Staging is used to find out how far the cancer has spread, but treatment decisions are not based on stage. See the General Information section for a description of tests and procedures used to detect, diagnose, and stage small intestine cancer.
There are three ways that cancer spreads in the body.
Cancer can spread through tissue, the lymph system, and the blood:
Cancer may spread from where it began to other parts of the body.
When cancer spreads to another part of the body, it is called metastasis. Cancer cells break away from where they began (the primary tumor) and travel through the lymph system or blood.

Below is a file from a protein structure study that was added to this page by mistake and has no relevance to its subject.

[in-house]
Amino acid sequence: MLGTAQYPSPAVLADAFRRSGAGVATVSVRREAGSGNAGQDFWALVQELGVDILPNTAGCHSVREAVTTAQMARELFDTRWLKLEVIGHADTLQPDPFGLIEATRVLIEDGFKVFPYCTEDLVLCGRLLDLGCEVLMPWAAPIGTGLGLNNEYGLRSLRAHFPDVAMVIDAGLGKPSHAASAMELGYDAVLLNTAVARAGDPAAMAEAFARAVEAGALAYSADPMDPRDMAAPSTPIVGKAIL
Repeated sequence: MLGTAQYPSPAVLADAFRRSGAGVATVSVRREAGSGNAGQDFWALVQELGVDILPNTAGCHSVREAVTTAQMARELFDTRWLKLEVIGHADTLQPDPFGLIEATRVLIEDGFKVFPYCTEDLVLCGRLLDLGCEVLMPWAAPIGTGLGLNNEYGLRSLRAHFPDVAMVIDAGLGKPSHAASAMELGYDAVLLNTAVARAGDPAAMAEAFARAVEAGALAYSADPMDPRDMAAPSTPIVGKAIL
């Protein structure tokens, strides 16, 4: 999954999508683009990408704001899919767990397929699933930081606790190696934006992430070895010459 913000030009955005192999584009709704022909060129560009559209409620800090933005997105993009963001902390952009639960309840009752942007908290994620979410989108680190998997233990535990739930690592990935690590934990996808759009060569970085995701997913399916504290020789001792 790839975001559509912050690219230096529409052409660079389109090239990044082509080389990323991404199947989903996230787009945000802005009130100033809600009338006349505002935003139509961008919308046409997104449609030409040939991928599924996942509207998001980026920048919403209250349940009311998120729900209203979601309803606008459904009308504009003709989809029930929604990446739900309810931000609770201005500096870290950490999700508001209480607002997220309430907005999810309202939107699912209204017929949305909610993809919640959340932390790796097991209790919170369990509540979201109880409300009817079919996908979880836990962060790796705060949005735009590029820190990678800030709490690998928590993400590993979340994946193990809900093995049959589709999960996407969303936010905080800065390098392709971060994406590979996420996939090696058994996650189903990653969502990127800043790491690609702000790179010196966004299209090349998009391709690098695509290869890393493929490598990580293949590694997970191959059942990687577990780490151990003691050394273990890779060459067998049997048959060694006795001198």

The metastatic tumor is the same type of cancer as the primary tumor. For example, if small intestine cancer spreads to the liver, the cancer cells in the liver are actually small intestine cancer cells. The disease is metastatic small intestine cancer, not liver cancer.
Small intestine cancer is grouped according to whether or not the tumor can be completely removed by surgery.
Treatment depends on whether the tumor can be removed by surgery and if the cancer is being treated as a primary tumor or is metastatic cancer.
Recurrent small intestine cancer is cancer that has recurred (come back) after it has been treated. The cancer may come back in the small intestine or in other parts of the body.
There are different types of treatment for patients with small intestine cancer.